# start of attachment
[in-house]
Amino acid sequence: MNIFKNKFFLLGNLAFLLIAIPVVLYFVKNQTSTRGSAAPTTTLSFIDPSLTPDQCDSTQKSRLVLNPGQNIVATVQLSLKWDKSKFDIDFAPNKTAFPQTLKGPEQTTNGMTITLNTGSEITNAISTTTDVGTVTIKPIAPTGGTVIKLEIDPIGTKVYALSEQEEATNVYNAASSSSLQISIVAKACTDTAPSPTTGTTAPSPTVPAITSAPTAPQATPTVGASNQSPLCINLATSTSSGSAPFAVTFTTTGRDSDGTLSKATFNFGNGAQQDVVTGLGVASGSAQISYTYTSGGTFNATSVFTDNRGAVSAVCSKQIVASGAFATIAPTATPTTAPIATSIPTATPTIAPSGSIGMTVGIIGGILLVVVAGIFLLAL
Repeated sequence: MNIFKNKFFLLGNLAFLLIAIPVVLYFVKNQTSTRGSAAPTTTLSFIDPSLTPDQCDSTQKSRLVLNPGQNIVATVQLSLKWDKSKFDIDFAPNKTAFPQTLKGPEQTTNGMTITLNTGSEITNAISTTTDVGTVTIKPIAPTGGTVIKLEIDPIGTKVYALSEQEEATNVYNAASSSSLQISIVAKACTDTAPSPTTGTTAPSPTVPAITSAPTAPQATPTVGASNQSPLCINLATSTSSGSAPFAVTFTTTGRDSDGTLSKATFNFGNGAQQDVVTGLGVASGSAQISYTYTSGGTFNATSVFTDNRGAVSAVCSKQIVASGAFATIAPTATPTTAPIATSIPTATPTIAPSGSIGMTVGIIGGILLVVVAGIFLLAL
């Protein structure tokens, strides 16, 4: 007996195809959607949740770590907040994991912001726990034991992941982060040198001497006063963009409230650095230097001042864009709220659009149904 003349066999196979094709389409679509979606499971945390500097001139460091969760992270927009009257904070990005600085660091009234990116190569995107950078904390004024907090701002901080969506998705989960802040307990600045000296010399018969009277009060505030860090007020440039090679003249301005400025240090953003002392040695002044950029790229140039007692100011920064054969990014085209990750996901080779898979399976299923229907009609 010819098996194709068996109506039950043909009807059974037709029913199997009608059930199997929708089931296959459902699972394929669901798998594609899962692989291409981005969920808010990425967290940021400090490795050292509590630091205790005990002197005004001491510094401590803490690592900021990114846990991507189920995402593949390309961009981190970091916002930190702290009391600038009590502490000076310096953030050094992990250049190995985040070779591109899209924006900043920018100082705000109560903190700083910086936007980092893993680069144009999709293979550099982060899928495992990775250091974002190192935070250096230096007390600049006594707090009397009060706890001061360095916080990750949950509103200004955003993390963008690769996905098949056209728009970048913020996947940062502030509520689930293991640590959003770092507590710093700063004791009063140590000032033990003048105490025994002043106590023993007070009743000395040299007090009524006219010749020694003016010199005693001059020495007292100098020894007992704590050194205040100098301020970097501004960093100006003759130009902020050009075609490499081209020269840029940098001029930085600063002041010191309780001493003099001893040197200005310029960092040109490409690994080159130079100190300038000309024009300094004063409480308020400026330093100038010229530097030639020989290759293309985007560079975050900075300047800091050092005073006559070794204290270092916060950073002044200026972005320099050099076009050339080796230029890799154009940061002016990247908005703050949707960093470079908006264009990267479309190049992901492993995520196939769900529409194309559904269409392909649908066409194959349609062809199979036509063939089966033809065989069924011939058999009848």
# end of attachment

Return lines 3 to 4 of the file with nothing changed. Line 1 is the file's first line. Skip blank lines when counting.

Repeated sequence: MNIFKNKFFLLGNLAFLLIAIPVVLYFVKNQTSTRGSAAPTTTLSFIDPSLTPDQCDSTQKSRLVLNPGQNIVATVQLSLKWDKSKFDIDFAPNKTAFPQTLKGPEQTTNGMTITLNTGSEITNAISTTTDVGTVTIKPIAPTGGTVIKLEIDPIGTKVYALSEQEEATNVYNAASSSSLQISIVAKACTDTAPSPTTGTTAPSPTVPAITSAPTAPQATPTVGASNQSPLCINLATSTSSGSAPFAVTFTTTGRDSDGTLSKATFNFGNGAQQDVVTGLGVASGSAQISYTYTSGGTFNATSVFTDNRGAVSAVCSKQIVASGAFATIAPTATPTTAPIATSIPTATPTIAPSGSIGMTVGIIGGILLVVVAGIFLLAL
């Protein structure tokens, strides 16, 4: 007996195809959607949740770590907040994991912001726990034991992941982060040198001497006063963009409230650095230097001042864009709220659009149904 003349066999196979094709389409679509979606499971945390500097001139460091969760992270927009009257904070990005600085660091009234990116190569995107950078904390004024907090701002901080969506998705989960802040307990600045000296010399018969009277009060505030860090007020440039090679003249301005400025240090953003002392040695002044950029790229140039007692100011920064054969990014085209990750996901080779898979399976299923229907009609 010819098996194709068996109506039950043909009807059974037709029913199997009608059930199997929708089931296959459902699972394929669901798998594609899962692989291409981005969920808010990425967290940021400090490795050292509590630091205790005990002197005004001491510094401590803490690592900021990114846990991507189920995402593949390309961009981190970091916002930190702290009391600038009590502490000076310096953030050094992990250049190995985040070779591109899209924006900043920018100082705000109560903190700083910086936007980092893993680069144009999709293979550099982060899928495992990775250091974002190192935070250096230096007390600049006594707090009397009060706890001061360095916080990750949950509103200004955003993390963008690769996905098949056209728009970048913020996947940062502030509520689930293991640590959003770092507590710093700063004791009063140590000032033990003048105490025994002043106590023993007070009743000395040299007090009524006219010749020694003016010199005693001059020495007292100098020894007992704590050194205040100098301020970097501004960093100006003759130009902020050009075609490499081209020269840029940098001029930085600063002041010191309780001493003099001893040197200005310029960092040109490409690994080159130079100190300038000309024009300094004063409480308020400026330093100038010229530097030639020989290759293309985007560079975050900075300047800091050092005073006559070794204290270092916060950073002044200026972005320099050099076009050339080796230029890799154009940061002016990247908005703050949707960093470079908006264009990267479309190049992901492993995520196939769900529409194309559904269409392909649908066409194959349609062809199979036509063939089966033809065989069924011939058999009848």